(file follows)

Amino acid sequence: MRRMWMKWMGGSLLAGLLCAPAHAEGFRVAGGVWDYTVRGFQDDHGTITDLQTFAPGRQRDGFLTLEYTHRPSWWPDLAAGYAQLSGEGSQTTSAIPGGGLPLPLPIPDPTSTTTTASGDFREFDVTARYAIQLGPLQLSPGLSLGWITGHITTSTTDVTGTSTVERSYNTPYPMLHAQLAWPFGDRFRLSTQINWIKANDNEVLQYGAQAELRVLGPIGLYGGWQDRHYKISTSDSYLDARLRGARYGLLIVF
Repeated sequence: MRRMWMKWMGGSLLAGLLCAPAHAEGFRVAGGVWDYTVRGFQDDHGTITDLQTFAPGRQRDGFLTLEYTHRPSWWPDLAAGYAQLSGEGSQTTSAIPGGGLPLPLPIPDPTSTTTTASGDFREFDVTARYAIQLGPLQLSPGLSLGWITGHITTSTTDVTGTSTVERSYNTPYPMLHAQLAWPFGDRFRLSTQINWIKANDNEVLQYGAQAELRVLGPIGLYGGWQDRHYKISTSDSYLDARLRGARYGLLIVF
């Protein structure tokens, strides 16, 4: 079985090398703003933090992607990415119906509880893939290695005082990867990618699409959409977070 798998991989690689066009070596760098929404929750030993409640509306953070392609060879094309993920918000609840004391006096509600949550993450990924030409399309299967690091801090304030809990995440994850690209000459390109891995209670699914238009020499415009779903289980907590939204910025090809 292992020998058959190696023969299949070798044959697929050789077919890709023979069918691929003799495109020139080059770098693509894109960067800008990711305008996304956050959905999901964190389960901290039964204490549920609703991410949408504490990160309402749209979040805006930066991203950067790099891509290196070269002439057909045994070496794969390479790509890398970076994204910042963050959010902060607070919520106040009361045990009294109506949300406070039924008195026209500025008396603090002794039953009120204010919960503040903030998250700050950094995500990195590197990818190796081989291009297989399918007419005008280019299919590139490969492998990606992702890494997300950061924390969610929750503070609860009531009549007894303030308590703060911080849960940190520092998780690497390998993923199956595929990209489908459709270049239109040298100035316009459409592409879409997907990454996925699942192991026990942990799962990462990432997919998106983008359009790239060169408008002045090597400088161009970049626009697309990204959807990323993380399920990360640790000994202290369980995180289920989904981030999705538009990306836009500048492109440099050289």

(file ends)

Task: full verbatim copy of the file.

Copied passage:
Amino acid sequence: MRRMWMKWMGGSLLAGLLCAPAHAEGFRVAGGVWDYTVRGFQDDHGTITDLQTFAPGRQRDGFLTLEYTHRPSWWPDLAAGYAQLSGEGSQTTSAIPGGGLPLPLPIPDPTSTTTTASGDFREFDVTARYAIQLGPLQLSPGLSLGWITGHITTSTTDVTGTSTVERSYNTPYPMLHAQLAWPFGDRFRLSTQINWIKANDNEVLQYGAQAELRVLGPIGLYGGWQDRHYKISTSDSYLDARLRGARYGLLIVF
Repeated sequence: MRRMWMKWMGGSLLAGLLCAPAHAEGFRVAGGVWDYTVRGFQDDHGTITDLQTFAPGRQRDGFLTLEYTHRPSWWPDLAAGYAQLSGEGSQTTSAIPGGGLPLPLPIPDPTSTTTTASGDFREFDVTARYAIQLGPLQLSPGLSLGWITGHITTSTTDVTGTSTVERSYNTPYPMLHAQLAWPFGDRFRLSTQINWIKANDNEVLQYGAQAELRVLGPIGLYGGWQDRHYKISTSDSYLDARLRGARYGLLIVF
């Protein structure tokens, strides 16, 4: 079985090398703003933090992607990415119906509880893939290695005082990867990618699409959409977070 798998991989690689066009070596760098929404929750030993409640509306953070392609060879094309993920918000609840004391006096509600949550993450990924030409399309299967690091801090304030809990995440994850690209000459390109891995209670699914238009020499415009779903289980907590939204910025090809 292992020998058959190696023969299949070798044959697929050789077919890709023979069918691929003799495109020139080059770098693509894109960067800008990711305008996304956050959905999901964190389960901290039964204490549920609703991410949408504490990160309402749209979040805006930066991203950067790099891509290196070269002439057909045994070496794969390479790509890398970076994204910042963050959010902060607070919520106040009361045990009294109506949300406070039924008195026209500025008396603090002794039953009120204010919960503040903030998250700050950094995500990195590197990818190796081989291009297989399918007419005008280019299919590139490969492998990606992702890494997300950061924390969610929750503070609860009531009549007894303030308590703060911080849960940190520092998780690497390998993923199956595929990209489908459709270049239109040298100035316009459409592409879409997907990454996925699942192991026990942990799962990462990432997919998106983008359009790239060169408008002045090597400088161009970049626009697309990204959807990323993380399920990360640790000994202290369980995180289920989904981030999705538009990306836009500048492109440099050289």